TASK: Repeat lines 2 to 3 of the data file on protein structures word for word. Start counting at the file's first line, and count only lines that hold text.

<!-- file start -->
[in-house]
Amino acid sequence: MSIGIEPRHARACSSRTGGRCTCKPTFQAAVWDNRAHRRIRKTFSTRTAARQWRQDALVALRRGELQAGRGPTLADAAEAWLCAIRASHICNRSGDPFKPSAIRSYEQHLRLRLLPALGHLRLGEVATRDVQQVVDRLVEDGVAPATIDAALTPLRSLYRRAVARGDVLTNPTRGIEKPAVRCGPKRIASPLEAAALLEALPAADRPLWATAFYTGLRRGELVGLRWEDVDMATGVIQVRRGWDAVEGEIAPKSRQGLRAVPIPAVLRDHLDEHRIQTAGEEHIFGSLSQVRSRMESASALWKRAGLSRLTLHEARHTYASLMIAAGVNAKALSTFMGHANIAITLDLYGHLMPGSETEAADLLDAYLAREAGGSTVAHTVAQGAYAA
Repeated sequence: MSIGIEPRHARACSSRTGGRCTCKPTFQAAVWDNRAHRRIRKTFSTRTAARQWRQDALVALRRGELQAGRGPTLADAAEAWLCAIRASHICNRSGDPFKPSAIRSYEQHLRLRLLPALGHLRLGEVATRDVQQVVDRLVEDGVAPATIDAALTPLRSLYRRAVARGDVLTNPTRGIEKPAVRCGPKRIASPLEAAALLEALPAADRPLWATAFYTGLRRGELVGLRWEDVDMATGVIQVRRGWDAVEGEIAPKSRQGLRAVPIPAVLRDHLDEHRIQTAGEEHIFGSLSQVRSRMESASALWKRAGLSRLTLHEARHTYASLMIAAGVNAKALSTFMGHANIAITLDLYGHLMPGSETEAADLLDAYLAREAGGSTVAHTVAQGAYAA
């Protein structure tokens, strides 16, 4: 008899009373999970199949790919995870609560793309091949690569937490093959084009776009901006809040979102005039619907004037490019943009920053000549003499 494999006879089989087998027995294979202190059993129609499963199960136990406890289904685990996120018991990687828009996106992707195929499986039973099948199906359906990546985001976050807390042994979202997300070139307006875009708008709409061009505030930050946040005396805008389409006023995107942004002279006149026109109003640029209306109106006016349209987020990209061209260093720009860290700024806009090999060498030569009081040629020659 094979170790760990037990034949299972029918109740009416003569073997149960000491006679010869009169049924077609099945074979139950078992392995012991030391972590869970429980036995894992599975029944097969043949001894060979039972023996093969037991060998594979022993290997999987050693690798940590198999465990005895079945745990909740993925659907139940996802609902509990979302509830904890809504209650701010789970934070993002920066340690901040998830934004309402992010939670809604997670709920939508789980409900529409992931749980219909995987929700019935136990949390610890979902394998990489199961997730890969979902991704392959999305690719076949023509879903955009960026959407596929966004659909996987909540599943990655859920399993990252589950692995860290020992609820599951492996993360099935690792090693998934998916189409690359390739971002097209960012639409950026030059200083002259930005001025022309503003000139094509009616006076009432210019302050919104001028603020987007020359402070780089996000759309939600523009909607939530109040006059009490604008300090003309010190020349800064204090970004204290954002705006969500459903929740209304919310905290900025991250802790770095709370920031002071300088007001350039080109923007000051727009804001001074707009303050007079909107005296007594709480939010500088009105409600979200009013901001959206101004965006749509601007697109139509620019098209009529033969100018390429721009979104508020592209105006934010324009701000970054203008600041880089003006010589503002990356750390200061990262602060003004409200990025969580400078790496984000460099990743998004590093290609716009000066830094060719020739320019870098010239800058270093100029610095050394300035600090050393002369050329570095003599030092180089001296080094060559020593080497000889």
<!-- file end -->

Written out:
Amino acid sequence: MSIGIEPRHARACSSRTGGRCTCKPTFQAAVWDNRAHRRIRKTFSTRTAARQWRQDALVALRRGELQAGRGPTLADAAEAWLCAIRASHICNRSGDPFKPSAIRSYEQHLRLRLLPALGHLRLGEVATRDVQQVVDRLVEDGVAPATIDAALTPLRSLYRRAVARGDVLTNPTRGIEKPAVRCGPKRIASPLEAAALLEALPAADRPLWATAFYTGLRRGELVGLRWEDVDMATGVIQVRRGWDAVEGEIAPKSRQGLRAVPIPAVLRDHLDEHRIQTAGEEHIFGSLSQVRSRMESASALWKRAGLSRLTLHEARHTYASLMIAAGVNAKALSTFMGHANIAITLDLYGHLMPGSETEAADLLDAYLAREAGGSTVAHTVAQGAYAA
Repeated sequence: MSIGIEPRHARACSSRTGGRCTCKPTFQAAVWDNRAHRRIRKTFSTRTAARQWRQDALVALRRGELQAGRGPTLADAAEAWLCAIRASHICNRSGDPFKPSAIRSYEQHLRLRLLPALGHLRLGEVATRDVQQVVDRLVEDGVAPATIDAALTPLRSLYRRAVARGDVLTNPTRGIEKPAVRCGPKRIASPLEAAALLEALPAADRPLWATAFYTGLRRGELVGLRWEDVDMATGVIQVRRGWDAVEGEIAPKSRQGLRAVPIPAVLRDHLDEHRIQTAGEEHIFGSLSQVRSRMESASALWKRAGLSRLTLHEARHTYASLMIAAGVNAKALSTFMGHANIAITLDLYGHLMPGSETEAADLLDAYLAREAGGSTVAHTVAQGAYAA